Some researchers believe that the creation of a “theory of everything” is quite possible, but man can not cope with it, unlike the super-smart AI.
Physics is known to study the mysteries of nature. However, the deeper people immersed themselves in the study, the more questions they had. The main question was formulated by Stephen Hawking: is there a common explanation for all phenomena? Hawking believed that the “theory of everything” would be the answer to this fundamental question.
The scientist also believed that to deduce the theory of everything is quite real. And some modern researchers support it, believing that it will be able not to man, but a super-powerful computer. Dennis Overby, editor of nytimes.com’s research department, is discussing the possibility with a number of physicists and computer scientists in his column.
Why researchers teach AI to “think like a physicist”
Overby reports that at least one research institute is seriously engaged in “pumping” computer systems in physics. It is the Institute for Artificial Intelligence and Fundamental Interactions, opened by MIT Professor Max Tegmark and headed by physicist Jesse Thaler.
According to the latter, the goal is for computers to learn to “think like physicists.” And some scientists have already succeeded – in 2020, they introduced data from the famous textbook “Feynman’s Lectures on Physics” to the AI system, as a result, she was able to analyze them for patterns and restore all 100 formulas considered in the book.
Dr. Tegmark believes that it is not difficult for a neural network to find new particles based on data from the Large Hadron Collider. However, the researcher acknowledges that there are limits to the capabilities of machines that are unable to independently “think” of such things as Heisenberg’s uncertainty principle or the theory of relativity.
“The reason I’m working to improve AI systems is to be able to understand how a high-power neural network works, if we can.” Otherwise, I’m afraid of the consequences: I’m scared to think we just won’t understand. how super-smart AI works,” Tegmark
“The reason I’m working to improve AI systems is to be able to understand how a high-power neural network works, if we can.” Otherwise, I’m afraid of the consequences: I’m scared to think we just won’t understand. how super-smart AI works,” Tegmark says.
Dr. Thaler claims that he managed to “encode” part of his knowledge in a machine, which will then give answers that will be easier for him to interpret.
“It’s like a human-machine dialogue. The computer gradually ceases to be just a box that makes decisions for you and you don’t understand,” he says.
Recently, Dr. Thaler and his colleagues uploaded a large array of data from the Large Hadron Collider to a neural network, and without any additional software, it was able to distinguish quarks from gluons (particle types – ed. ), Without even knowing what they are. Then the car was asked: what are quarks? And she found the right answer – (so-called) up-quarks and down-quarks.
“The neural network, having no idea about quantum field theory, was able to find patterns. I was shocked,” – the researcher said.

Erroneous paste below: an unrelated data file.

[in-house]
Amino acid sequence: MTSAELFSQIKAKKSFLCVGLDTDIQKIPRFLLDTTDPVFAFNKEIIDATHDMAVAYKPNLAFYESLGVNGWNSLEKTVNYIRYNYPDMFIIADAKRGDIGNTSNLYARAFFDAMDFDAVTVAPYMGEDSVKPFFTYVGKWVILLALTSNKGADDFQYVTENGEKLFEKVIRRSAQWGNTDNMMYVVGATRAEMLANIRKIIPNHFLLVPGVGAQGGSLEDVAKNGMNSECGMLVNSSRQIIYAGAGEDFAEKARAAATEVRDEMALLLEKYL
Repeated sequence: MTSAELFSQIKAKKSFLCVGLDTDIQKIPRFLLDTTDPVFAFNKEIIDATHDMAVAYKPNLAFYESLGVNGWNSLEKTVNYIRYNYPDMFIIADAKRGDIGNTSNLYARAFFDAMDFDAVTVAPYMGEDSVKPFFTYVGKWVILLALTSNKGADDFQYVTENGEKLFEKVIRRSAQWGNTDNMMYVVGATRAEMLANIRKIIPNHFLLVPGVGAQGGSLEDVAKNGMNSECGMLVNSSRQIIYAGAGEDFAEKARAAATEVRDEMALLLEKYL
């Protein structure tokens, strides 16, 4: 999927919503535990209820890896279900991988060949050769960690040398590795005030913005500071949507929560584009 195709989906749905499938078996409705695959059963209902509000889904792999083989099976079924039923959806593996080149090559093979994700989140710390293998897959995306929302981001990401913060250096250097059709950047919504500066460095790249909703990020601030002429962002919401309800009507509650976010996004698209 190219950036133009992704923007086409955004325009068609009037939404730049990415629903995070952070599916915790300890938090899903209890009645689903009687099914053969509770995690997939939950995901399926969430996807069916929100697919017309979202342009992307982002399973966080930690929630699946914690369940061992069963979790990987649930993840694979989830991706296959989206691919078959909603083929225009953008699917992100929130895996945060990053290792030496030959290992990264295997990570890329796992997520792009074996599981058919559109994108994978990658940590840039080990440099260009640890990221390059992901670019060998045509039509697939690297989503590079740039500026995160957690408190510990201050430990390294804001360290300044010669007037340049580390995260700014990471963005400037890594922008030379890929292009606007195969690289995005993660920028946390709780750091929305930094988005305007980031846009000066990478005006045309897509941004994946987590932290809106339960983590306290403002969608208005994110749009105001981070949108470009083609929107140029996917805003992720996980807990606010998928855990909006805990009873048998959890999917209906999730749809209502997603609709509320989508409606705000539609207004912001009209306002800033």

Will AI be able to create a theory of everything?
“Some physicists believe that the next big leap in technology will come with the advent of artificial intelligence for quantum computers. Such machines are still in development, but have great prospects,” the author writes, referring to Seth Lloyd, an expert in quantum computing. with MTI, and asks the question:
- will the machine be able to formulate the principles of quantum field theory or relativity?
- can this lead to a theory that we humans cannot understand?
- Can we find ourselves in a “matrix” or in a world run by SkyNet, as in the movie “Terminator”?
Dennis Overby asked all these questions to physicists and computer scientists. And that’s what they answered.
Jaron Lanier, a computer engineer at Microsoft, says the predictions of an “almighty AI” are an exaggeration.
“The AI system is not a cat-like creature. It’s just a working algorithm,” he said.
Steven Weinberg, a Nobel laureate and professor at the University of Texas at Austin, called “alarming” the assumption that people may not be smart enough to understand the theory of anything that can be formulated by a machine.
“But I suspect that we also will not be smart enough to design a computer that can create this theory,” – the scientist said.
Lisa Randall, a Harvard physicist, wrote: “I can easily imagine computers finding patterns or dependencies that we don’t (yet) know how to interpret. But in reality, this ‘ability’ of machines is not supernatural because we can explain the principles of their work”.
Nima Arkani-Hamed, a theoretical physicist at the Princeton Institute for Advanced Study, does not believe that the computer can detect something “too deep for our understanding.” He said that if Isaac Newton were in our time, “today he would have no problems with the study of modern physics,” that is, modern gadgets, knowledge, arrays of information, skills, and so on. would not be an obstacle for the scientific century.
Michael Turner, a cosmologist at the Cowley Foundation in Los Angeles, believes that in the end it doesn’t matter who or what formulates an innovative idea – a person or a computer.
Edward Witten, a scientist at the Princeton Institute for Advanced Study, said that although there is currently no machine capable of creating a theory of everything, it is possible that it may appear in the next century.
“If there was a machine that was” interested “in physics, I would definitely be interested in talking to it,” Edward said.